I like having abs that I can physically see in the mirror. That might seem vain but to me, it is evidence that the effort that I am putting into my health and fitness daily is working. I also like that I have a bicep that shows up when I flex, to me it is a sign that I am getting stronger. I like that my shoulders have become more defined, to me that means that I didn’t quit on myself when it got hard.
However, these are not the things that drive me. I fuel my body with healthy foods because I like having energy, not having pain, and pooping on a daily basis. I chose to exercise regularly because I like how I feel happier, more at peace and energized when I do it. The knowledge that I can confidently wear anything in my closet is pretty incredible, but it is not my motivation.
I have been my “goal size” if you want to call it that for several months now, and my commitment to my lifestyle has only gotten stronger. It turns out that when you get a taste of what feeling good is like you want more of it. While my life is less indulgent than it may have been previously, I am generally happy with where I am and don’t feel like I am missing out (except for the occasional pizza).
I chose to eat healthily and exercise as an example to my kids of what it looks like to have a healthy lifestyle. I feel better because of it which in turn makes me a better mother to them. I am also motivated by my desire for them to have a good relationship with food. I want them to grow up wanting to eat healthy foods so that they don’t have eventually break bad eating habits. I get to be the one who says “no” now in order to make it easier for them to say “no” later. With a family history of high blood pressure and diabetes, I am okay with being the “uncool mom” that feeds her kid’s carrot sticks and grapes instead of Cheetos and Oreos.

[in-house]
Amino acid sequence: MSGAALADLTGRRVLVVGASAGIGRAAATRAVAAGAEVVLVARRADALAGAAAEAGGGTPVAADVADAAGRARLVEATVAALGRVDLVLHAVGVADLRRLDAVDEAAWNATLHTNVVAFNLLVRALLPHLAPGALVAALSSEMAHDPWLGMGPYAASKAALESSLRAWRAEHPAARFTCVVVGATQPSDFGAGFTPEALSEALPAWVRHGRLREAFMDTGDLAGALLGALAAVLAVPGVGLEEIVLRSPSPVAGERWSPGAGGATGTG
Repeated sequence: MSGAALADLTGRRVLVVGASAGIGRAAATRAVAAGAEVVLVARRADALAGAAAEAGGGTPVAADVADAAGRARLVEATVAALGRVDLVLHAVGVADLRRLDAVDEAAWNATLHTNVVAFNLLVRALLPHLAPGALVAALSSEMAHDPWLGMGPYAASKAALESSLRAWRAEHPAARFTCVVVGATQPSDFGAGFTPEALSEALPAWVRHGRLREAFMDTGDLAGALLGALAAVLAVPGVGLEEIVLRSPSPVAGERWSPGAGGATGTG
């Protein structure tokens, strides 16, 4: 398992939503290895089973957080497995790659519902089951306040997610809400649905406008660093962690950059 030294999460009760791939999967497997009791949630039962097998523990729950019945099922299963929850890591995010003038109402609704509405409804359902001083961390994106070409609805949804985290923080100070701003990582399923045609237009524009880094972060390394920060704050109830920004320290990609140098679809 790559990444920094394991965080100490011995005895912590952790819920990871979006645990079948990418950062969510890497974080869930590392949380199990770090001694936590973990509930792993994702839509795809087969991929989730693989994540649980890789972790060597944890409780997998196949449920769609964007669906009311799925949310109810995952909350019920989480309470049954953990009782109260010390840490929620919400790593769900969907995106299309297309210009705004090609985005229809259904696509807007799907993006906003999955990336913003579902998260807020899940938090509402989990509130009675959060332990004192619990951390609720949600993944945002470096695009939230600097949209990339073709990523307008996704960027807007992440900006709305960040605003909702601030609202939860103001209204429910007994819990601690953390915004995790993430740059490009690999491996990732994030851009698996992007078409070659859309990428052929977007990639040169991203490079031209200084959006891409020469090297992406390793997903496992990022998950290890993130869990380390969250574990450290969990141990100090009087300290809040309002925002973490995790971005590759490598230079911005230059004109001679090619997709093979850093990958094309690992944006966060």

If you are reading this and just got offended, I am sorry, please hold off on the scathing email and let me finish.
I truly and genuinely believe that food is fuel. The more that I learn about what fuels me and my kids and how our bodies respond to it has changed how I feed them.
It turns out that when I feed them gluten my eldest gets a rash and my middle child gets a stomach ache. When I feed them anything with red or yellow dye in it they turn into little energizer bunnies that cannot contain themselves. With dairy their allergies are worse, there are more rashes, and more “I don’t feel good complaints.”
Giving my kids foods that I know is not in their best interest would be irresponsible for me because I know better now. Because I am very intentional about our diet I hope to raise happy, healthy children who also see food as fuel and maintain a positive relationship with food.
There are still plenty of sugar filled, processed foods that exclude these ingredients that I could feed them. Thankfully for me, they are a tad more expensive which means that they are a treat and not an everyday thing. Although I do wish that gluten-free bread was less expensive overall we have all adapted to their food limits. It is hard sometimes when I have to tell them “no” to everything everyone else is having when we are out? Yes, absolutely because there are times that under other circumstances I would have allowed it.
Would you like to know what makes it harder? Other adults offering my children food that they can’t have. Other adults telling them that they should be able to eat something,” just this one time.” Other adults lecturing me in front of my children about how limited their diet is, this actually makes it harder for them to accept.
As moms we all try to do our best, instill values, and lead by example and we all do it a little differently. What is something that you do as a parent that is a little unconventional?